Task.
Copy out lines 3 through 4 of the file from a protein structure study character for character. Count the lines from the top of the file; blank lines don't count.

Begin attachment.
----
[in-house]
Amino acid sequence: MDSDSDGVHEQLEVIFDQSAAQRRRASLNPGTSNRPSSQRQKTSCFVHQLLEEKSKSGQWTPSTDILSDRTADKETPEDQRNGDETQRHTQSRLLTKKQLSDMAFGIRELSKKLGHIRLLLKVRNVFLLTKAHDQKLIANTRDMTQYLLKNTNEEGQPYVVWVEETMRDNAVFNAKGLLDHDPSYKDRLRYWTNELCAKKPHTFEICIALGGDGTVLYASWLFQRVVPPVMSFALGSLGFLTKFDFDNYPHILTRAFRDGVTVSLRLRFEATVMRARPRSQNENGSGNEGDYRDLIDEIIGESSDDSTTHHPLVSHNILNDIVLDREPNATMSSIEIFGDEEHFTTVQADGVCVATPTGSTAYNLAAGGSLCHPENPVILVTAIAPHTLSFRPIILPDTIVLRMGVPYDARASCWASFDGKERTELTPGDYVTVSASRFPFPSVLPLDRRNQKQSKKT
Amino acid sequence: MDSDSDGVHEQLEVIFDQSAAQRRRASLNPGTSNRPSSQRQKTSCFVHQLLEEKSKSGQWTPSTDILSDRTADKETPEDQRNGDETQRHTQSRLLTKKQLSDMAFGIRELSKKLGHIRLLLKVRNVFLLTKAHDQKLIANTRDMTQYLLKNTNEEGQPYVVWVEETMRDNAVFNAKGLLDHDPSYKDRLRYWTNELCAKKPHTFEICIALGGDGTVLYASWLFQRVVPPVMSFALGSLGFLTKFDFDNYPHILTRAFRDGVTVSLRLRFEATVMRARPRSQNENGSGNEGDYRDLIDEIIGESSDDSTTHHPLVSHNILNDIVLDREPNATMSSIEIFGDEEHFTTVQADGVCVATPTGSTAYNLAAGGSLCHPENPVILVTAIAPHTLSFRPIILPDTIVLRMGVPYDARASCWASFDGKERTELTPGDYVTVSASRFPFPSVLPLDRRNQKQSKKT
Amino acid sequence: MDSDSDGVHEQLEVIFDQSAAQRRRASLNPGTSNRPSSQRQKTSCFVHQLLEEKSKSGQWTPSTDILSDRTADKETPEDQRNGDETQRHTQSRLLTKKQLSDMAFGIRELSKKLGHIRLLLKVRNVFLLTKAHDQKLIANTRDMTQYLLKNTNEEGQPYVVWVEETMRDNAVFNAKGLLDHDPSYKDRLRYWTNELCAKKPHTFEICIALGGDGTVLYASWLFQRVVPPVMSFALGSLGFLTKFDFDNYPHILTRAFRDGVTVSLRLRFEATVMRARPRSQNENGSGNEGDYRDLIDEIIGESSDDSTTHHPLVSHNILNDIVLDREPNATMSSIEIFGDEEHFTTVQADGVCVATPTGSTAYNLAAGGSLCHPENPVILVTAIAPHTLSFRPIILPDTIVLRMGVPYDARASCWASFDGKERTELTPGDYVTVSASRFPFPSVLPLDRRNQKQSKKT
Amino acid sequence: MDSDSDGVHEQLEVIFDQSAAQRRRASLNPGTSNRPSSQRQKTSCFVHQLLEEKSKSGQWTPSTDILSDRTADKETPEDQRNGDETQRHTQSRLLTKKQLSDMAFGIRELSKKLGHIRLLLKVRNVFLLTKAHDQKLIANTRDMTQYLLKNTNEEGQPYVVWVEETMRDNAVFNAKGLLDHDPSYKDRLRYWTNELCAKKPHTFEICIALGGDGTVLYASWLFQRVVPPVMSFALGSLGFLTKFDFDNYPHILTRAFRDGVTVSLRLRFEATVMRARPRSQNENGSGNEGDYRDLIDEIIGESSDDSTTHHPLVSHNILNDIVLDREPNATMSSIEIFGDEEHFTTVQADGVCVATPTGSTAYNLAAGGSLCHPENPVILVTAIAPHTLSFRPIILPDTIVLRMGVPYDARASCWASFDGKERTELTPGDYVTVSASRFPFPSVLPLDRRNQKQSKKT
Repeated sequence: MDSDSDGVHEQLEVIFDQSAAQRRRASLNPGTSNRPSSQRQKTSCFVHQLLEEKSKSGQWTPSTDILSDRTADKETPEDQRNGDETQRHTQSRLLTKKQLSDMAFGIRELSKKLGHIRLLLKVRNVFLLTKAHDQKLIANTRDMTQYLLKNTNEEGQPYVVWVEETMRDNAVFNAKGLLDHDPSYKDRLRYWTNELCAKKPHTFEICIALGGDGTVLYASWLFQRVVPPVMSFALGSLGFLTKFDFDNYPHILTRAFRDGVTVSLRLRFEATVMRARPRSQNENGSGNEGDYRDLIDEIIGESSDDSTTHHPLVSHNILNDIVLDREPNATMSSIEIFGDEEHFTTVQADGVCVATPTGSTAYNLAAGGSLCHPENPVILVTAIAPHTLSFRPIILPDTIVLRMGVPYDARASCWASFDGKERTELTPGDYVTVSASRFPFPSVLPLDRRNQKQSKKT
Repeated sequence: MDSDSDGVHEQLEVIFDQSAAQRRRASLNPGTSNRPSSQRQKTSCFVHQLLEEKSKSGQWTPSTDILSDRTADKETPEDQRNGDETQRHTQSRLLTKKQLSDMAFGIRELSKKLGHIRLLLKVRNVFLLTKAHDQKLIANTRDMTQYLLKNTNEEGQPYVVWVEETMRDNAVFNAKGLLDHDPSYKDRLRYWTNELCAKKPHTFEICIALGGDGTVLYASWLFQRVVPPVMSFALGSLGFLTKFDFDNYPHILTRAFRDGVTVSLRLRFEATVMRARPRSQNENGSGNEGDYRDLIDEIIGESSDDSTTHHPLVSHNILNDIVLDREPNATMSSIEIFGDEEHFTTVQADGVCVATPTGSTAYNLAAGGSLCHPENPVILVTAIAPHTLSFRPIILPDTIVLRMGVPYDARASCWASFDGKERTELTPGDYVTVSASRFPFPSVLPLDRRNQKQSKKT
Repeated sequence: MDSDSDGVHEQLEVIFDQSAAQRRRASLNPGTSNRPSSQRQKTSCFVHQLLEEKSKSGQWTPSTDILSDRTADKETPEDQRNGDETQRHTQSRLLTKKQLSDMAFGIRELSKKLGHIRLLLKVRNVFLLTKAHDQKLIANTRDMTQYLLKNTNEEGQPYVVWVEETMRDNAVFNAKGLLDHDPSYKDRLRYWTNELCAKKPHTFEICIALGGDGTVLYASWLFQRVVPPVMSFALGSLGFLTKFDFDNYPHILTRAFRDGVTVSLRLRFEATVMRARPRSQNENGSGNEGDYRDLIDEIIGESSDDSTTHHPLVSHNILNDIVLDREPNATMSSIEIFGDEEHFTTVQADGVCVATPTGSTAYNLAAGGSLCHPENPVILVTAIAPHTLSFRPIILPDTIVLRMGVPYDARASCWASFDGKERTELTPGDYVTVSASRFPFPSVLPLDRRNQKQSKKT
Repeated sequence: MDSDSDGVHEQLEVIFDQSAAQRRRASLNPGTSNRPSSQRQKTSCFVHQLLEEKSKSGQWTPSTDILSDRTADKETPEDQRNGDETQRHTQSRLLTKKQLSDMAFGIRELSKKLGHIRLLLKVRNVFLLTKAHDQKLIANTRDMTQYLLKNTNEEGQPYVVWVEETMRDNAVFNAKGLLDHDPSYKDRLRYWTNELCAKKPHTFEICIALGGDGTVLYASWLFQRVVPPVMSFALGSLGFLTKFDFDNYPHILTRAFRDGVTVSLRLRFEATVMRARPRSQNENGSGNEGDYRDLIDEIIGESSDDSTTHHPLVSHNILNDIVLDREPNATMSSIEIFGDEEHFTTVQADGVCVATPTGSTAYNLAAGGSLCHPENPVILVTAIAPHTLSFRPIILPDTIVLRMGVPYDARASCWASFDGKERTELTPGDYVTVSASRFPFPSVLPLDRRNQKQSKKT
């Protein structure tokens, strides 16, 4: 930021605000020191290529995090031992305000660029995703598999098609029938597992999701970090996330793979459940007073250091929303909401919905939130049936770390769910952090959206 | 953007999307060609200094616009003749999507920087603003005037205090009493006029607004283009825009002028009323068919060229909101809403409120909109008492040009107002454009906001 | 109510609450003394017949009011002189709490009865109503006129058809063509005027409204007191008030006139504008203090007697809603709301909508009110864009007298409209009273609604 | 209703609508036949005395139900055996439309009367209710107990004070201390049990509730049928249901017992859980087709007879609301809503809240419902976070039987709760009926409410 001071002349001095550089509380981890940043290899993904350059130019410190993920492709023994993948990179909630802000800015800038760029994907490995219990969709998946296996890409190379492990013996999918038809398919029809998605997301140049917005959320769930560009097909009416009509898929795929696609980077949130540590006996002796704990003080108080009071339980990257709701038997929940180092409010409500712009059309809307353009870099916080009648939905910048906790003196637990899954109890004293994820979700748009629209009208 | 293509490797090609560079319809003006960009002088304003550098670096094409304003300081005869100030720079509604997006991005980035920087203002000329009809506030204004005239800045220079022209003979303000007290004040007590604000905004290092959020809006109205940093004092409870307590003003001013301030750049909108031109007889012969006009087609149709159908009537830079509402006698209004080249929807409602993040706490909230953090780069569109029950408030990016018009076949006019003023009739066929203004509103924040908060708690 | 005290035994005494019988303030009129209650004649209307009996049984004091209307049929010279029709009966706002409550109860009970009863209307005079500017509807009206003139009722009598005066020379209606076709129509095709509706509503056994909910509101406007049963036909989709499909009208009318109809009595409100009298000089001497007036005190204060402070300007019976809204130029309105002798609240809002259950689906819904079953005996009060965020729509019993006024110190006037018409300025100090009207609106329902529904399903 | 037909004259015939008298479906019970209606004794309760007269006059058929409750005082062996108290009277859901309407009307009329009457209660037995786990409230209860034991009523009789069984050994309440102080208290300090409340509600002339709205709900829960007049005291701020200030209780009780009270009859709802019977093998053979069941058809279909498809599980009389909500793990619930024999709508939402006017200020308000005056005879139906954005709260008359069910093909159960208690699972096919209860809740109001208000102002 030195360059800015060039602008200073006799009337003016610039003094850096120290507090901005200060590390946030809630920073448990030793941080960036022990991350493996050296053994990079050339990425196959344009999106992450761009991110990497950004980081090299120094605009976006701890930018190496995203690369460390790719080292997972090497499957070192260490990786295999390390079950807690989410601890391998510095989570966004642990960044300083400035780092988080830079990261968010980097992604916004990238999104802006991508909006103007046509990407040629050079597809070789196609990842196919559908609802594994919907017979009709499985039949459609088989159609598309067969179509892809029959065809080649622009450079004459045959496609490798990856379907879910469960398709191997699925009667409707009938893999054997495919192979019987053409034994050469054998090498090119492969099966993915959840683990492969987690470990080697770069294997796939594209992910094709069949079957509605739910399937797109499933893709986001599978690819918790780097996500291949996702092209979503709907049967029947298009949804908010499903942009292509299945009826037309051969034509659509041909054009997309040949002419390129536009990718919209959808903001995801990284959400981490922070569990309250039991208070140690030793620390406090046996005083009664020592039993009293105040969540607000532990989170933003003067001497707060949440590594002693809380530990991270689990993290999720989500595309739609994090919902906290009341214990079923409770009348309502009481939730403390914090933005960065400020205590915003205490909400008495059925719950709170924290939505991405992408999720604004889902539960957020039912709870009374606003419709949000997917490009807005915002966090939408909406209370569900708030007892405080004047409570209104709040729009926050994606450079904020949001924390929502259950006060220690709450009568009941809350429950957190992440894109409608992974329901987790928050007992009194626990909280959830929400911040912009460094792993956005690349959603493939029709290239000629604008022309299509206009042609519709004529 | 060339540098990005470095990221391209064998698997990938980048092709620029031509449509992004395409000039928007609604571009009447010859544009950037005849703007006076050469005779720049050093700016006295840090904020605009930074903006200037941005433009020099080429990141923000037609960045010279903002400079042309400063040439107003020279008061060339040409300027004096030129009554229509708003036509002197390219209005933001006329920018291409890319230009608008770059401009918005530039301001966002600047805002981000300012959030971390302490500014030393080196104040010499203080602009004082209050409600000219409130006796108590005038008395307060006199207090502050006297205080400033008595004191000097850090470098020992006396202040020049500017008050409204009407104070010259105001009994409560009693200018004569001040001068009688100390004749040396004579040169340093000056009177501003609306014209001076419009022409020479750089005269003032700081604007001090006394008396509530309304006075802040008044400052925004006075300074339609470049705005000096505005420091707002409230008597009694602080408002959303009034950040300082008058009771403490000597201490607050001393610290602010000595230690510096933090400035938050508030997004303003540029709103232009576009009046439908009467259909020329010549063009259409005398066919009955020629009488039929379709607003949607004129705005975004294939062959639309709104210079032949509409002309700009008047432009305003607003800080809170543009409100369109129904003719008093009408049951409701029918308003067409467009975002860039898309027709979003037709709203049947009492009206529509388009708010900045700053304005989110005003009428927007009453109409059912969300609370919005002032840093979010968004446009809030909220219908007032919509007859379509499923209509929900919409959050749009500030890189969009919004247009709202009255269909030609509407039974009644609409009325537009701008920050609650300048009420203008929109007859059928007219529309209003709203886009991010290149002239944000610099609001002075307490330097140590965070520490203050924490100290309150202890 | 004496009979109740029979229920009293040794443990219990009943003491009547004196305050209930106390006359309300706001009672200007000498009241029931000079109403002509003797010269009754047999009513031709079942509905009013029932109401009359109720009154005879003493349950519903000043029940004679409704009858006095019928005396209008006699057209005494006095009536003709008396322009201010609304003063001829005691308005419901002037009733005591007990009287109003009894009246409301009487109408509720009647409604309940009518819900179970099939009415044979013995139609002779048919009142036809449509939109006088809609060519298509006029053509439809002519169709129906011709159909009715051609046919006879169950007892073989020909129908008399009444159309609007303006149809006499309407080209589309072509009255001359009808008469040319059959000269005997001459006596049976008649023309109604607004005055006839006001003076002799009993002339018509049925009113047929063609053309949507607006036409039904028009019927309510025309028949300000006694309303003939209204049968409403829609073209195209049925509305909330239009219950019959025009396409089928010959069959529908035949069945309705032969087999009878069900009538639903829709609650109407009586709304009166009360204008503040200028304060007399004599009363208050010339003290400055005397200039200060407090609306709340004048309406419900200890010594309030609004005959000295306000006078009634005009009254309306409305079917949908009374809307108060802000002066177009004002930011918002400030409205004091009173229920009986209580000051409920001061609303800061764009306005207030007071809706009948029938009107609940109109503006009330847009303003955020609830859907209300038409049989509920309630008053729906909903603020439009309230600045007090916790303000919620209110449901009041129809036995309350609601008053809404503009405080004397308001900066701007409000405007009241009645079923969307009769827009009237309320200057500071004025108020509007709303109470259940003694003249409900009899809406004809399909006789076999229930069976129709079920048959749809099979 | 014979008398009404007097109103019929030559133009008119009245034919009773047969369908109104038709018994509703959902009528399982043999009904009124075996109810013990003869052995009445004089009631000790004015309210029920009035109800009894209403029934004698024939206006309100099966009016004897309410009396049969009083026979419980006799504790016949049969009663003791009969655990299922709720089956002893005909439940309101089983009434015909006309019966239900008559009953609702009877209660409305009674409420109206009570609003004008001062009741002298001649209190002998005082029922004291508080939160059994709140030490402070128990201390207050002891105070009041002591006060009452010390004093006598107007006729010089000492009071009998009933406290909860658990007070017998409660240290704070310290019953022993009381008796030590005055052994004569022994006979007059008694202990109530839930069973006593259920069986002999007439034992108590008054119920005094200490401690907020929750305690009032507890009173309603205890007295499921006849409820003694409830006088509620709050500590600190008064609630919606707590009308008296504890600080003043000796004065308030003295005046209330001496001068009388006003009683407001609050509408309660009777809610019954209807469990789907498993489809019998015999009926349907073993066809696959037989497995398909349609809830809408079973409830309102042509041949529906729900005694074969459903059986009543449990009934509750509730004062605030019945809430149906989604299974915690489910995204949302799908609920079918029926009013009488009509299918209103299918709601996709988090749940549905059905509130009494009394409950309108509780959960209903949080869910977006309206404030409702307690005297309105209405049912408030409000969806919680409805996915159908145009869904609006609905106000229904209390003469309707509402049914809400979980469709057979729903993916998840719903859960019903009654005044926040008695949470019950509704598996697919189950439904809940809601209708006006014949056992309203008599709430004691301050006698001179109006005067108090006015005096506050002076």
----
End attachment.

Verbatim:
Amino acid sequence: MDSDSDGVHEQLEVIFDQSAAQRRRASLNPGTSNRPSSQRQKTSCFVHQLLEEKSKSGQWTPSTDILSDRTADKETPEDQRNGDETQRHTQSRLLTKKQLSDMAFGIRELSKKLGHIRLLLKVRNVFLLTKAHDQKLIANTRDMTQYLLKNTNEEGQPYVVWVEETMRDNAVFNAKGLLDHDPSYKDRLRYWTNELCAKKPHTFEICIALGGDGTVLYASWLFQRVVPPVMSFALGSLGFLTKFDFDNYPHILTRAFRDGVTVSLRLRFEATVMRARPRSQNENGSGNEGDYRDLIDEIIGESSDDSTTHHPLVSHNILNDIVLDREPNATMSSIEIFGDEEHFTTVQADGVCVATPTGSTAYNLAAGGSLCHPENPVILVTAIAPHTLSFRPIILPDTIVLRMGVPYDARASCWASFDGKERTELTPGDYVTVSASRFPFPSVLPLDRRNQKQSKKT
Amino acid sequence: MDSDSDGVHEQLEVIFDQSAAQRRRASLNPGTSNRPSSQRQKTSCFVHQLLEEKSKSGQWTPSTDILSDRTADKETPEDQRNGDETQRHTQSRLLTKKQLSDMAFGIRELSKKLGHIRLLLKVRNVFLLTKAHDQKLIANTRDMTQYLLKNTNEEGQPYVVWVEETMRDNAVFNAKGLLDHDPSYKDRLRYWTNELCAKKPHTFEICIALGGDGTVLYASWLFQRVVPPVMSFALGSLGFLTKFDFDNYPHILTRAFRDGVTVSLRLRFEATVMRARPRSQNENGSGNEGDYRDLIDEIIGESSDDSTTHHPLVSHNILNDIVLDREPNATMSSIEIFGDEEHFTTVQADGVCVATPTGSTAYNLAAGGSLCHPENPVILVTAIAPHTLSFRPIILPDTIVLRMGVPYDARASCWASFDGKERTELTPGDYVTVSASRFPFPSVLPLDRRNQKQSKKT